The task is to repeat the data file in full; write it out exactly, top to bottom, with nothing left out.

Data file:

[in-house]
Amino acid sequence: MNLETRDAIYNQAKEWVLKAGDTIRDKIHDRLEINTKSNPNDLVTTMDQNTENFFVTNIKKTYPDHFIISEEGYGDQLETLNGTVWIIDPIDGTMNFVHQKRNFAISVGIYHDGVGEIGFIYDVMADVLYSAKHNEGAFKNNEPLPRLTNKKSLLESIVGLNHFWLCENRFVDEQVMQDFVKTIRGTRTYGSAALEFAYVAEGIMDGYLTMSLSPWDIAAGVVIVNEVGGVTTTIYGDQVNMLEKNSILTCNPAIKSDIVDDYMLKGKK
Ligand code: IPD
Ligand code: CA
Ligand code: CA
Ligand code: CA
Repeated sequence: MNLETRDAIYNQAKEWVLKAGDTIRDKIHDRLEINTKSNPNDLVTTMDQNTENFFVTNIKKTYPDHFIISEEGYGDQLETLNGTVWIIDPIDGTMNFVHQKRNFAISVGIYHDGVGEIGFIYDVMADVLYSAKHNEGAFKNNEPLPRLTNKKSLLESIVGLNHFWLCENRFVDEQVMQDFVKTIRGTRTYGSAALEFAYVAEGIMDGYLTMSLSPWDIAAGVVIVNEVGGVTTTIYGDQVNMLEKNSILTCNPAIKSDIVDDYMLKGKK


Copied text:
[in-house]
Amino acid sequence: MNLETRDAIYNQAKEWVLKAGDTIRDKIHDRLEINTKSNPNDLVTTMDQNTENFFVTNIKKTYPDHFIISEEGYGDQLETLNGTVWIIDPIDGTMNFVHQKRNFAISVGIYHDGVGEIGFIYDVMADVLYSAKHNEGAFKNNEPLPRLTNKKSLLESIVGLNHFWLCENRFVDEQVMQDFVKTIRGTRTYGSAALEFAYVAEGIMDGYLTMSLSPWDIAAGVVIVNEVGGVTTTIYGDQVNMLEKNSILTCNPAIKSDIVDDYMLKGKK
Ligand code: IPD
Ligand code: CA
Ligand code: CA
Ligand code: CA
Repeated sequence: MNLETRDAIYNQAKEWVLKAGDTIRDKIHDRLEINTKSNPNDLVTTMDQNTENFFVTNIKKTYPDHFIISEEGYGDQLETLNGTVWIIDPIDGTMNFVHQKRNFAISVGIYHDGVGEIGFIYDVMADVLYSAKHNEGAFKNNEPLPRLTNKKSLLESIVGLNHFWLCENRFVDEQVMQDFVKTIRGTRTYGSAALEFAYVAEGIMDGYLTMSLSPWDIAAGVVIVNEVGGVTTTIYGDQVNMLEKNSILTCNPAIKSDIVDDYMLKGKK